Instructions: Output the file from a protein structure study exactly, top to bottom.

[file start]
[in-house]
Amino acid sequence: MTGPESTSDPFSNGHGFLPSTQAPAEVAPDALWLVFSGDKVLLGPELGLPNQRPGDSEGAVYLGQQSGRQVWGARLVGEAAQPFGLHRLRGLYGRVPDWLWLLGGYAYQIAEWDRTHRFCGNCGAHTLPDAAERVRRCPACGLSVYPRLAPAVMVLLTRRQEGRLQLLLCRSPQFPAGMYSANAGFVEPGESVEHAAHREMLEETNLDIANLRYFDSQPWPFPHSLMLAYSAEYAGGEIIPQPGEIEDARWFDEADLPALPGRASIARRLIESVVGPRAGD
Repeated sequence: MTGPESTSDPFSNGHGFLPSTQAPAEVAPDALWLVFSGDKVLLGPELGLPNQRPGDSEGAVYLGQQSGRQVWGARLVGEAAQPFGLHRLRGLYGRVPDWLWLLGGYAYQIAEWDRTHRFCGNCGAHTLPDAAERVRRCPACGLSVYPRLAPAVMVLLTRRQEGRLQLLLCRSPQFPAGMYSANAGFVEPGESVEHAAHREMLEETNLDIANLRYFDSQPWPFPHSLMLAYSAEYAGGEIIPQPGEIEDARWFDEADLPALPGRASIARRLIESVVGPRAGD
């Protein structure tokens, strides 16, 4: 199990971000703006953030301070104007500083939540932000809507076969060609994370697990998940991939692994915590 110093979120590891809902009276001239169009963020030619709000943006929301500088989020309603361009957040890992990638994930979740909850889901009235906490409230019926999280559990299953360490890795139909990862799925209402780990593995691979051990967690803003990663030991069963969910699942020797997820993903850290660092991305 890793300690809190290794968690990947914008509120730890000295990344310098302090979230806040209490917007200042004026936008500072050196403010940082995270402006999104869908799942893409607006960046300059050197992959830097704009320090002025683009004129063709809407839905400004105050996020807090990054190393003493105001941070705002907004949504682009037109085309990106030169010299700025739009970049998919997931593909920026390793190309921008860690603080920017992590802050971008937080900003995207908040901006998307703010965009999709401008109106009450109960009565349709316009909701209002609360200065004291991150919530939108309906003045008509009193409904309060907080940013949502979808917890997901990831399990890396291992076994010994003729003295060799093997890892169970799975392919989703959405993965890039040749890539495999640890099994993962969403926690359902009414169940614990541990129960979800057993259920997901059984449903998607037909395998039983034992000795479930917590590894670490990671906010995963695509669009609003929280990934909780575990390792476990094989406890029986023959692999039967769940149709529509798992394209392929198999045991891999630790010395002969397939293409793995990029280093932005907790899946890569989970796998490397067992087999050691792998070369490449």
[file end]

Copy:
[in-house]
Amino acid sequence: MTGPESTSDPFSNGHGFLPSTQAPAEVAPDALWLVFSGDKVLLGPELGLPNQRPGDSEGAVYLGQQSGRQVWGARLVGEAAQPFGLHRLRGLYGRVPDWLWLLGGYAYQIAEWDRTHRFCGNCGAHTLPDAAERVRRCPACGLSVYPRLAPAVMVLLTRRQEGRLQLLLCRSPQFPAGMYSANAGFVEPGESVEHAAHREMLEETNLDIANLRYFDSQPWPFPHSLMLAYSAEYAGGEIIPQPGEIEDARWFDEADLPALPGRASIARRLIESVVGPRAGD
Repeated sequence: MTGPESTSDPFSNGHGFLPSTQAPAEVAPDALWLVFSGDKVLLGPELGLPNQRPGDSEGAVYLGQQSGRQVWGARLVGEAAQPFGLHRLRGLYGRVPDWLWLLGGYAYQIAEWDRTHRFCGNCGAHTLPDAAERVRRCPACGLSVYPRLAPAVMVLLTRRQEGRLQLLLCRSPQFPAGMYSANAGFVEPGESVEHAAHREMLEETNLDIANLRYFDSQPWPFPHSLMLAYSAEYAGGEIIPQPGEIEDARWFDEADLPALPGRASIARRLIESVVGPRAGD
């Protein structure tokens, strides 16, 4: 199990971000703006953030301070104007500083939540932000809507076969060609994370697990998940991939692994915590 110093979120590891809902009276001239169009963020030619709000943006929301500088989020309603361009957040890992990638994930979740909850889901009235906490409230019926999280559990299953360490890795139909990862799925209402780990593995691979051990967690803003990663030991069963969910699942020797997820993903850290660092991305 890793300690809190290794968690990947914008509120730890000295990344310098302090979230806040209490917007200042004026936008500072050196403010940082995270402006999104869908799942893409607006960046300059050197992959830097704009320090002025683009004129063709809407839905400004105050996020807090990054190393003493105001941070705002907004949504682009037109085309990106030169010299700025739009970049998919997931593909920026390793190309921008860690603080920017992590802050971008937080900003995207908040901006998307703010965009999709401008109106009450109960009565349709316009909701209002609360200065004291991150919530939108309906003045008509009193409904309060907080940013949502979808917890997901990831399990890396291992076994010994003729003295060799093997890892169970799975392919989703959405993965890039040749890539495999640890099994993962969403926690359902009414169940614990541990129960979800057993259920997901059984449903998607037909395998039983034992000795479930917590590894670490990671906010995963695509669009609003929280990934909780575990390792476990094989406890029986023959692999039967769940149709529509798992394209392929198999045991891999630790010395002969397939293409793995990029280093932005907790899946890569989970796998490397067992087999050691792998070369490449």